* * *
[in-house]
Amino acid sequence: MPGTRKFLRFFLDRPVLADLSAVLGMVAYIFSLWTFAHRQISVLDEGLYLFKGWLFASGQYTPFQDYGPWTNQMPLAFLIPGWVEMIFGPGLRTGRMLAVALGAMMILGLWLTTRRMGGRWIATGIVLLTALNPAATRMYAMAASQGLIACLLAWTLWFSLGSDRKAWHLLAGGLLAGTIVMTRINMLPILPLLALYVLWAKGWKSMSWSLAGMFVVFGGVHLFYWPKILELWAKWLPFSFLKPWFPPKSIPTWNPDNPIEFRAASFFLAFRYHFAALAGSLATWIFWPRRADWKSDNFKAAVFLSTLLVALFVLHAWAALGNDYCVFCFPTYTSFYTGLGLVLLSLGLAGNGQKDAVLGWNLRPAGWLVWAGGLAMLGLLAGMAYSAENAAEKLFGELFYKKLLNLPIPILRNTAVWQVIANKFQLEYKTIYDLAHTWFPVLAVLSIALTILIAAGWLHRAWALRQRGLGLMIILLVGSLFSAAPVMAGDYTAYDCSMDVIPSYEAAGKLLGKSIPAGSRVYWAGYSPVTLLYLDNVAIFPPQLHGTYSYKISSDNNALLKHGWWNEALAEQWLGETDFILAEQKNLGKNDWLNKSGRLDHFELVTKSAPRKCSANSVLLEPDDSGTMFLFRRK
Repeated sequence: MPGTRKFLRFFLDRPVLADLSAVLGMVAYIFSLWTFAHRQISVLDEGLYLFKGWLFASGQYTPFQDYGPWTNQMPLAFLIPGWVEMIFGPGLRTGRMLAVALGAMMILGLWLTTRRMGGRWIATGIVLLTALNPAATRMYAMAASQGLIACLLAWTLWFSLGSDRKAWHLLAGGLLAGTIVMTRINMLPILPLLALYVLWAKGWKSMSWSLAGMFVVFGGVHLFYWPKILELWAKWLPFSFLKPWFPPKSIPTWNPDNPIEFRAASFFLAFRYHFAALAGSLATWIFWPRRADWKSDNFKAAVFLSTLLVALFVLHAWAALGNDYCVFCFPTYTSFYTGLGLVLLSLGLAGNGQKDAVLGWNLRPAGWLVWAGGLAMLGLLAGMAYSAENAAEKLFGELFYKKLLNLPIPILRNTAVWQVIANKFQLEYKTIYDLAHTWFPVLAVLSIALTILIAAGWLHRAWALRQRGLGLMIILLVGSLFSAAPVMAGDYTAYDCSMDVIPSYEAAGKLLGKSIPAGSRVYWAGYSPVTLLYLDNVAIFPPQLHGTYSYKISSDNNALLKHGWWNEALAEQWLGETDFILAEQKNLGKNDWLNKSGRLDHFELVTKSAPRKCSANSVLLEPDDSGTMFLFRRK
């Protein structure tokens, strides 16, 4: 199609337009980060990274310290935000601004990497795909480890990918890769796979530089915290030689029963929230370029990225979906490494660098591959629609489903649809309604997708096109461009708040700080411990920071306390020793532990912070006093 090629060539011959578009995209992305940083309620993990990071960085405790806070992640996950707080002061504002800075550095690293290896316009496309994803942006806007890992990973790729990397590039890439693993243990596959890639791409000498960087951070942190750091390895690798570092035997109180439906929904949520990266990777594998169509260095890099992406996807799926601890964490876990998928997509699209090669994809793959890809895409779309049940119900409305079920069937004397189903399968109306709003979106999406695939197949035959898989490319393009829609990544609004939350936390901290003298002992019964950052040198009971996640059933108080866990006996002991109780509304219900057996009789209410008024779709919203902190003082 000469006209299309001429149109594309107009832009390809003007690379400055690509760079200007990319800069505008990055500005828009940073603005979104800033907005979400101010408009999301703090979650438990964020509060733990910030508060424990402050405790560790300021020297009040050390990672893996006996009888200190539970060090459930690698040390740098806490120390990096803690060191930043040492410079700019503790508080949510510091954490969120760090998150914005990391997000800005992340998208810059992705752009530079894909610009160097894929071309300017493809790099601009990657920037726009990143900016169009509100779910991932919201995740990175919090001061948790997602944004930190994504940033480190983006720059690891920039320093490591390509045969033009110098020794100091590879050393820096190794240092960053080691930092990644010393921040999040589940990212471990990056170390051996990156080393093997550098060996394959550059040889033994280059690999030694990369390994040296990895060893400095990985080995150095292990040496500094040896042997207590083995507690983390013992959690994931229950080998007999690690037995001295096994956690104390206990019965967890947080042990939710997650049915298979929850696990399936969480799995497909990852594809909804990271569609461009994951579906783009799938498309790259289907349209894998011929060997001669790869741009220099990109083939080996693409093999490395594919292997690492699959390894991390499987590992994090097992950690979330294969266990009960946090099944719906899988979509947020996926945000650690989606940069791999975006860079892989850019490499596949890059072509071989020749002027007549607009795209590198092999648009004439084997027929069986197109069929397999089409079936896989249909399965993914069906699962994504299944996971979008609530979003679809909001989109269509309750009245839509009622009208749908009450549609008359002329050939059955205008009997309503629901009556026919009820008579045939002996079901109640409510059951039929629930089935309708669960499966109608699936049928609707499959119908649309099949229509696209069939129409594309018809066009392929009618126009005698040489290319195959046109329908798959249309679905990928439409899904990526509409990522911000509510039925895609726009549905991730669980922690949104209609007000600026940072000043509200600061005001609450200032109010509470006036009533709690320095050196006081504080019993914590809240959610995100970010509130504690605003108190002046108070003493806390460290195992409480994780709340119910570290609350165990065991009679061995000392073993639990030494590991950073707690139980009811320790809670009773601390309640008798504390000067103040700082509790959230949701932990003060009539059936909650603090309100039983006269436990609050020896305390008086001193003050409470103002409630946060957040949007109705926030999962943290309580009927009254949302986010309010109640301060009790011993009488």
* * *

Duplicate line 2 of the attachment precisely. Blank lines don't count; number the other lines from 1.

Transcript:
Amino acid sequence: MPGTRKFLRFFLDRPVLADLSAVLGMVAYIFSLWTFAHRQISVLDEGLYLFKGWLFASGQYTPFQDYGPWTNQMPLAFLIPGWVEMIFGPGLRTGRMLAVALGAMMILGLWLTTRRMGGRWIATGIVLLTALNPAATRMYAMAASQGLIACLLAWTLWFSLGSDRKAWHLLAGGLLAGTIVMTRINMLPILPLLALYVLWAKGWKSMSWSLAGMFVVFGGVHLFYWPKILELWAKWLPFSFLKPWFPPKSIPTWNPDNPIEFRAASFFLAFRYHFAALAGSLATWIFWPRRADWKSDNFKAAVFLSTLLVALFVLHAWAALGNDYCVFCFPTYTSFYTGLGLVLLSLGLAGNGQKDAVLGWNLRPAGWLVWAGGLAMLGLLAGMAYSAENAAEKLFGELFYKKLLNLPIPILRNTAVWQVIANKFQLEYKTIYDLAHTWFPVLAVLSIALTILIAAGWLHRAWALRQRGLGLMIILLVGSLFSAAPVMAGDYTAYDCSMDVIPSYEAAGKLLGKSIPAGSRVYWAGYSPVTLLYLDNVAIFPPQLHGTYSYKISSDNNALLKHGWWNEALAEQWLGETDFILAEQKNLGKNDWLNKSGRLDHFELVTKSAPRKCSANSVLLEPDDSGTMFLFRRK